The background of language


Advice and strategies to help your children read

March 18, 2001

Researchers estimate that as many as 40 percent of all children tested in fourth grade read below grade level and have had difficulty learning to read. As a result, many states, including Maryland, are responding to suggestions for stronger standards for teacher certification and more course work involving research-based methods in the teaching of reading. The book "Speech to Print" by Louisa Cook Moats emphasizes the importance of having a background in language to teach reading to children.

As adults, we take reading for granted. It is difficult to remember how we learned to read, just as we may not remember how we learned to walk. Unless we are teaching or studying language, very few of us can explain its rules. For example: Why do we double the "s" in words like misspell? Why is there a silent e at the end of love?

"Speech to Print" provides answers to these questions as well as exercises and self-tests so teachers can assess their knowledge of language structure. The information also helps parents understand the mistakes children make and why, so they can be knowledgeable participants in their child's education.

The book's main features:

Provides readers with an excellent source for understanding the structure of the English language.

Helps parents gain insight into their child's written language.

Explains the concepts of phonemic awareness, spelling, vocabulary and comprehension with examples and lesson plans.

Provides teachers with methods for increasing literacy by explaining the building blocks of language.

Parents, teachers, tutors and other professionals can learn the latest information at the spring conference of the Maryland branch of the International Dyslexia Association from 8 a.m. to 5 p.m. March 31 at the Holiday Inn Select in Timonium. For registration and other information, call 410-825-2881.

-- Susan Rapp

Village Reading Center

Cheering on your team at home

March Madness usually means that the grown-ups in the house uncork all the adrenaline from younger days to cheer for their favorite teams to make it to the Final Four.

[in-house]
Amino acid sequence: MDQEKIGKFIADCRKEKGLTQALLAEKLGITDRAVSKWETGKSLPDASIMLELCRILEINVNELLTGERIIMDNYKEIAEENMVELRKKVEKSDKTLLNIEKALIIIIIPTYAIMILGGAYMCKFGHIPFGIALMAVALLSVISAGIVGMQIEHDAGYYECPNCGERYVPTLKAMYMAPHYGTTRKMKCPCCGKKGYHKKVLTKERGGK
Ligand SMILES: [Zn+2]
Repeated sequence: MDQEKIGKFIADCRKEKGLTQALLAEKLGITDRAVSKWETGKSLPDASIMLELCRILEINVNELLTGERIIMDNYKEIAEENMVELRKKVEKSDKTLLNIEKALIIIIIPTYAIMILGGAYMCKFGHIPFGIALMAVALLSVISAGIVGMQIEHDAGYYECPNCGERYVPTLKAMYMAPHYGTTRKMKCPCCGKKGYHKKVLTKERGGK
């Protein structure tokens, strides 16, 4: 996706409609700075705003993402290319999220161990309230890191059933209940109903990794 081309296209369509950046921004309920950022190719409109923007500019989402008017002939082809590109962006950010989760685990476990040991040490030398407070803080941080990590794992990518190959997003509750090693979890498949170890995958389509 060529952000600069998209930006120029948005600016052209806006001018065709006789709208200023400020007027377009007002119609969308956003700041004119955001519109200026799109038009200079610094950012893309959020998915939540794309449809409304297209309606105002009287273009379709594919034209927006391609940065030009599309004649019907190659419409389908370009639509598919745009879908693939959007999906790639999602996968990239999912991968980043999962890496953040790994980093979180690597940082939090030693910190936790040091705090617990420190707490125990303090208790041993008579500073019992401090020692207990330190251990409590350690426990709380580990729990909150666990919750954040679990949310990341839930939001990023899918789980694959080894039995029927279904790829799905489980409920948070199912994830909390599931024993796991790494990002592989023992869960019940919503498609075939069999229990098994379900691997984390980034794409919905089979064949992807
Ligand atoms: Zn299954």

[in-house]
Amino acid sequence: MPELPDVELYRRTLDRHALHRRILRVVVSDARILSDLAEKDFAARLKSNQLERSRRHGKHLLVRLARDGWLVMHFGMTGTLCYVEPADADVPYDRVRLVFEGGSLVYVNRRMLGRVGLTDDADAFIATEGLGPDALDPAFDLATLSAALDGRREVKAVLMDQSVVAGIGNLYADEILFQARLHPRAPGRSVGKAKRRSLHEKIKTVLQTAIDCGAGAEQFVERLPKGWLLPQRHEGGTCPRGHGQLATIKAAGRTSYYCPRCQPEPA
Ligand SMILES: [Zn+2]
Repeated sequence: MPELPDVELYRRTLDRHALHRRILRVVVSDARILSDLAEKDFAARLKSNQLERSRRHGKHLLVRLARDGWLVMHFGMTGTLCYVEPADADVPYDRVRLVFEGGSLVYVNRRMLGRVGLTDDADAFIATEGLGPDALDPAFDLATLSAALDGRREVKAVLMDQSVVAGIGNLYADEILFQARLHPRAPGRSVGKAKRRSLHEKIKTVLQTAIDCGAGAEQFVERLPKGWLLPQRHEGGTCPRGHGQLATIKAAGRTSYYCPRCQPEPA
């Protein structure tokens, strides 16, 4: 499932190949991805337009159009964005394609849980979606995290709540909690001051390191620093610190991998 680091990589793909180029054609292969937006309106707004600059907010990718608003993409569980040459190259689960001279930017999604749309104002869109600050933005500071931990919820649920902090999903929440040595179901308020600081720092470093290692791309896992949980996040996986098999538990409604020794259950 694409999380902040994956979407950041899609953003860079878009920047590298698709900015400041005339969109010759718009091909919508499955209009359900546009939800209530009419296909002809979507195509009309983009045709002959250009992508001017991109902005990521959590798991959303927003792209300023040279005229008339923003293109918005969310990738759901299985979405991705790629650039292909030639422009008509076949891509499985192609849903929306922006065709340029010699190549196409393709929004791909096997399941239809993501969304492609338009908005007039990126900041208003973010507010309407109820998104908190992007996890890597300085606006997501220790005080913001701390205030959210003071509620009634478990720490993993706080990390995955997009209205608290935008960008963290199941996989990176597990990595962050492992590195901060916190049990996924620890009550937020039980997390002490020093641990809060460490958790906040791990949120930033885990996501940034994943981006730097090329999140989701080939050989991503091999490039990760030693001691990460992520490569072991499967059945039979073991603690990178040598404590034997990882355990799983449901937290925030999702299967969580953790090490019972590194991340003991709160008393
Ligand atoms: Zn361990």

B-ball fans like these are often cultivated at a young age by parents who love the sport. Here are some books that are sure to become slam-dunk faves with your kids:

"Salt in His Shoes" by Deloris Jordan et al. Before Michael Jordan led the University of North Carolina to an NCAA championship in his freshman year, before everyone wanted to be like Mike, he was a small child intent on making it to the big time. His mother and sister recapture the drive that made him one of the most extraordinary players in the game.

"Teresa Witherspoon's Basketball for Girls" by Teresa Witherspoon et al. Former Olympian and current star of the WNBA's New York Liberty, Witherspoon passes on her positive outlook and solid techniques to younger generations.

"My Basketball Book" by Gail Gibbons. Learn the basics of the sport with this lively picture book.

"Allie's Basketball Team" by Barbara E. Barber. A young girl can't be convinced that basketball is a boys-only sport.

-- Athima Chansanchai

New York Times Children's

Picture Books Best Sellers

1. "The Wonderful Wizard of Oz" by L. Frank Baum (weeks on list: 18)

2. "Easter Bugs" by David A. Carter (2)

3. "Olivia" by Ian Falconer (23)

4. "So You Want To Be President?" by Judith St. George (10)

5. "Alligator Tales" by Miles Smeeton (2)

6. "Oh, the Places You'll Go!" by Dr. Seuss (192)

7. "Casey at the Bat" by Ernest L. Thayer (2)

8. "The Quiltmaker's Gift" by Jeff Brumbeau (19)

9. "Where Do Balloons Go?" by Jamie Lee Curtis (26)

10. "Stranger in the Woods" by Carl R. Sams II and Jean Stoick (12)

Contact us

The Sun invites readers to send in tips about encouraging children to read, and we will print them on this page or on, our place on the Internet. Please include your name, town and daytime phone number. Send suggestions by fax to 410-783-2519; by e-mail to; or by mail to Reading by 9 Parent Tips, The Sun, Features Department, 501 N. Calvert St., Baltimore, Md. 21278.

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